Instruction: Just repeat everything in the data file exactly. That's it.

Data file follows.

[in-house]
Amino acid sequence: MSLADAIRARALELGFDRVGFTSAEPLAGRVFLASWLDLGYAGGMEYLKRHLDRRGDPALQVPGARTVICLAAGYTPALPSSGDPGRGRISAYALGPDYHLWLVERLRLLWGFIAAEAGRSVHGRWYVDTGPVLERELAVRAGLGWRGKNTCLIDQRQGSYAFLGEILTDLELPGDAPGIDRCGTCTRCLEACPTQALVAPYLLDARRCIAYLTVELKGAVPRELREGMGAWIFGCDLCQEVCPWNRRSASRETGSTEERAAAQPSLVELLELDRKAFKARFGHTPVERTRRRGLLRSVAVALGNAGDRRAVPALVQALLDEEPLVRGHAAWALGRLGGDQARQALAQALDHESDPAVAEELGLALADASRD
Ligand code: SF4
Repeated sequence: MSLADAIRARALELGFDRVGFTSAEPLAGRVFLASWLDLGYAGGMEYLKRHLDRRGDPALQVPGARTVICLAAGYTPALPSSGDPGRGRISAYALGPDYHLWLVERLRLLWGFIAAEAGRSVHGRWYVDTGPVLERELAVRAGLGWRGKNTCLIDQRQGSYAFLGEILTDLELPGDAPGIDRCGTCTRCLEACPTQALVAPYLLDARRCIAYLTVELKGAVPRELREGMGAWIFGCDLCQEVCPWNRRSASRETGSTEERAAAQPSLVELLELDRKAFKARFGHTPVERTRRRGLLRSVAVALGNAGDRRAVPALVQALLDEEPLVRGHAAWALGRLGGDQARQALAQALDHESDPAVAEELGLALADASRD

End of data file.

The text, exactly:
[in-house]
Amino acid sequence: MSLADAIRARALELGFDRVGFTSAEPLAGRVFLASWLDLGYAGGMEYLKRHLDRRGDPALQVPGARTVICLAAGYTPALPSSGDPGRGRISAYALGPDYHLWLVERLRLLWGFIAAEAGRSVHGRWYVDTGPVLERELAVRAGLGWRGKNTCLIDQRQGSYAFLGEILTDLELPGDAPGIDRCGTCTRCLEACPTQALVAPYLLDARRCIAYLTVELKGAVPRELREGMGAWIFGCDLCQEVCPWNRRSASRETGSTEERAAAQPSLVELLELDRKAFKARFGHTPVERTRRRGLLRSVAVALGNAGDRRAVPALVQALLDEEPLVRGHAAWALGRLGGDQARQALAQALDHESDPAVAEELGLALADASRD
Ligand code: SF4
Repeated sequence: MSLADAIRARALELGFDRVGFTSAEPLAGRVFLASWLDLGYAGGMEYLKRHLDRRGDPALQVPGARTVICLAAGYTPALPSSGDPGRGRISAYALGPDYHLWLVERLRLLWGFIAAEAGRSVHGRWYVDTGPVLERELAVRAGLGWRGKNTCLIDQRQGSYAFLGEILTDLELPGDAPGIDRCGTCTRCLEACPTQALVAPYLLDARRCIAYLTVELKGAVPRELREGMGAWIFGCDLCQEVCPWNRRSASRETGSTEERAAAQPSLVELLELDRKAFKARFGHTPVERTRRRGLLRSVAVALGNAGDRRAVPALVQALLDEEPLVRGHAAWALGRLGGDQARQALAQALDHESDPAVAEELGLALADASRD